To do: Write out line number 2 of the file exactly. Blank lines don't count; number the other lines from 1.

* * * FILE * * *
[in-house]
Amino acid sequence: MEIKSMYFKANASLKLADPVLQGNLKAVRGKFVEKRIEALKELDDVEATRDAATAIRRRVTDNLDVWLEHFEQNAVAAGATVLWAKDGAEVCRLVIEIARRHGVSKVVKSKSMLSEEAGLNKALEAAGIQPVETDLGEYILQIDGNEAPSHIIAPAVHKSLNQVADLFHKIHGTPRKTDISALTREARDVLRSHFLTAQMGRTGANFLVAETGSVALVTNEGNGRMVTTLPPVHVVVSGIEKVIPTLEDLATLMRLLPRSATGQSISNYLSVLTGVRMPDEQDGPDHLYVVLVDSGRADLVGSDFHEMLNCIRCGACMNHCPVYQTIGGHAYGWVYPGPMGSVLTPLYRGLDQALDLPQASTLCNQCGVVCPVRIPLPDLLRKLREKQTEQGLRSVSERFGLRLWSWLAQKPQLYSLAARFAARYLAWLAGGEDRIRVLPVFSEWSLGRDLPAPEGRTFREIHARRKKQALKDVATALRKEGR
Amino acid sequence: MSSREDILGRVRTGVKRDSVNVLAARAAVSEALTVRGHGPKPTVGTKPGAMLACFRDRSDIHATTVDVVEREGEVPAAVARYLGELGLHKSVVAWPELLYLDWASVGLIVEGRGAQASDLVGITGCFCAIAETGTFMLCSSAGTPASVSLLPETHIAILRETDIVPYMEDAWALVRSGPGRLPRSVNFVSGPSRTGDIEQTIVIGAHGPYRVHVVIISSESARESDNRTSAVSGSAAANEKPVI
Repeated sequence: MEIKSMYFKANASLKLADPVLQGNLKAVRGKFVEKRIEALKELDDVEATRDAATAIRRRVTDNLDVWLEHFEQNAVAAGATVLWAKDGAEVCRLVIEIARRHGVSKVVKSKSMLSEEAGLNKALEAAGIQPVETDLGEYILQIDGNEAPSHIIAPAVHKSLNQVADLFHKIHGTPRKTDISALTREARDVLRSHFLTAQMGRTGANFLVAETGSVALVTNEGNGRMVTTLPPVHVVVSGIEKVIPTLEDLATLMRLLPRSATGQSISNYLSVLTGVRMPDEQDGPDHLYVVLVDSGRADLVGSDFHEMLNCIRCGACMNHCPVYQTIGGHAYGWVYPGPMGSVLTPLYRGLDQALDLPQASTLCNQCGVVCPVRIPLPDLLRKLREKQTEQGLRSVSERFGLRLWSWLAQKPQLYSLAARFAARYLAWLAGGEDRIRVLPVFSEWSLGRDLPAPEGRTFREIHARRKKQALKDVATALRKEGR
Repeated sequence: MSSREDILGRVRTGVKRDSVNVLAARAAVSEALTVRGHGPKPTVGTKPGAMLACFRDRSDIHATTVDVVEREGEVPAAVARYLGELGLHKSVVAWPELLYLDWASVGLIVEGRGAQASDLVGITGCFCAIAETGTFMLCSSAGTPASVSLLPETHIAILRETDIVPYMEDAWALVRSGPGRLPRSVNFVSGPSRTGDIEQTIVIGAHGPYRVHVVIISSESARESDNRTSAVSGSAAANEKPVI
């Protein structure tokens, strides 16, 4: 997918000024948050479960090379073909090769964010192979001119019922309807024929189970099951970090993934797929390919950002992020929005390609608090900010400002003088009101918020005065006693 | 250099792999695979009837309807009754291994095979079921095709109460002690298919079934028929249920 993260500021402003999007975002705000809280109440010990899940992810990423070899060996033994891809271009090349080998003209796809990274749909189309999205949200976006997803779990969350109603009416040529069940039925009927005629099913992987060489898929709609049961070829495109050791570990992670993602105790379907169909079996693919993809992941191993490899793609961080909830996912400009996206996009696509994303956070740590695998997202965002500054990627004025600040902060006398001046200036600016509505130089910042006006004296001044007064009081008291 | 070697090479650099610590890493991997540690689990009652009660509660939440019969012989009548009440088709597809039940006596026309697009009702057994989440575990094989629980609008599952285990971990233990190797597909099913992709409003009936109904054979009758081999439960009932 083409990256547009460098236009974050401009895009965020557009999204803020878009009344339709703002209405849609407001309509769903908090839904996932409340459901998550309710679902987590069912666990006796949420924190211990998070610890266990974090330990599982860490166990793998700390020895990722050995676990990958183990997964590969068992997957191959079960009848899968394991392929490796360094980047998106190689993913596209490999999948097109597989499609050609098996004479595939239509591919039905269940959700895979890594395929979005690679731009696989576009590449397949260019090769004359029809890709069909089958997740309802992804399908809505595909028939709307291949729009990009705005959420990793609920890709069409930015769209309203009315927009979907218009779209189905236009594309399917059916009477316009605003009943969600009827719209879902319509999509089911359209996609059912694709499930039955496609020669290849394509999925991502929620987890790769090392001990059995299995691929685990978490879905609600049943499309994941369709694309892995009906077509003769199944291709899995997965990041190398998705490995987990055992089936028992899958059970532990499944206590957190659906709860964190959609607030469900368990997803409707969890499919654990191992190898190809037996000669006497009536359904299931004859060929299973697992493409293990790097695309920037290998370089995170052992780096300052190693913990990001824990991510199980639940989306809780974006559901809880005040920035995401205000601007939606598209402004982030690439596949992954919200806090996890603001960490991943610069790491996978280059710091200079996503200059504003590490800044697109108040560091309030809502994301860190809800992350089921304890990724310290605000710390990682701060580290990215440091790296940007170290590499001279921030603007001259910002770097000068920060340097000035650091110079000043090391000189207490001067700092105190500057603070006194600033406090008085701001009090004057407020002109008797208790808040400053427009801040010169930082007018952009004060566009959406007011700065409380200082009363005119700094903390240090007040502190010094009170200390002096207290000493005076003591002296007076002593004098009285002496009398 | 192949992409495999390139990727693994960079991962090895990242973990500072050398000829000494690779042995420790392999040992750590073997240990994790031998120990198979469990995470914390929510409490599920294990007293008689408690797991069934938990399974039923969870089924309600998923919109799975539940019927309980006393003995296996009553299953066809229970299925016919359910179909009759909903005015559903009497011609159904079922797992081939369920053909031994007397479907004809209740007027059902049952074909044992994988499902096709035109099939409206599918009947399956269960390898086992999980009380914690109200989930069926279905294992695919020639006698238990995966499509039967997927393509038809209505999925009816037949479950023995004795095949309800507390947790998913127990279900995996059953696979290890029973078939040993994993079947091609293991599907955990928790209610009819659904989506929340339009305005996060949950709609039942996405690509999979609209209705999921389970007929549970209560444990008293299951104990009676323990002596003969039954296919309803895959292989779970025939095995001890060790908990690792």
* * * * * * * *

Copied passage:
Amino acid sequence: MEIKSMYFKANASLKLADPVLQGNLKAVRGKFVEKRIEALKELDDVEATRDAATAIRRRVTDNLDVWLEHFEQNAVAAGATVLWAKDGAEVCRLVIEIARRHGVSKVVKSKSMLSEEAGLNKALEAAGIQPVETDLGEYILQIDGNEAPSHIIAPAVHKSLNQVADLFHKIHGTPRKTDISALTREARDVLRSHFLTAQMGRTGANFLVAETGSVALVTNEGNGRMVTTLPPVHVVVSGIEKVIPTLEDLATLMRLLPRSATGQSISNYLSVLTGVRMPDEQDGPDHLYVVLVDSGRADLVGSDFHEMLNCIRCGACMNHCPVYQTIGGHAYGWVYPGPMGSVLTPLYRGLDQALDLPQASTLCNQCGVVCPVRIPLPDLLRKLREKQTEQGLRSVSERFGLRLWSWLAQKPQLYSLAARFAARYLAWLAGGEDRIRVLPVFSEWSLGRDLPAPEGRTFREIHARRKKQALKDVATALRKEGR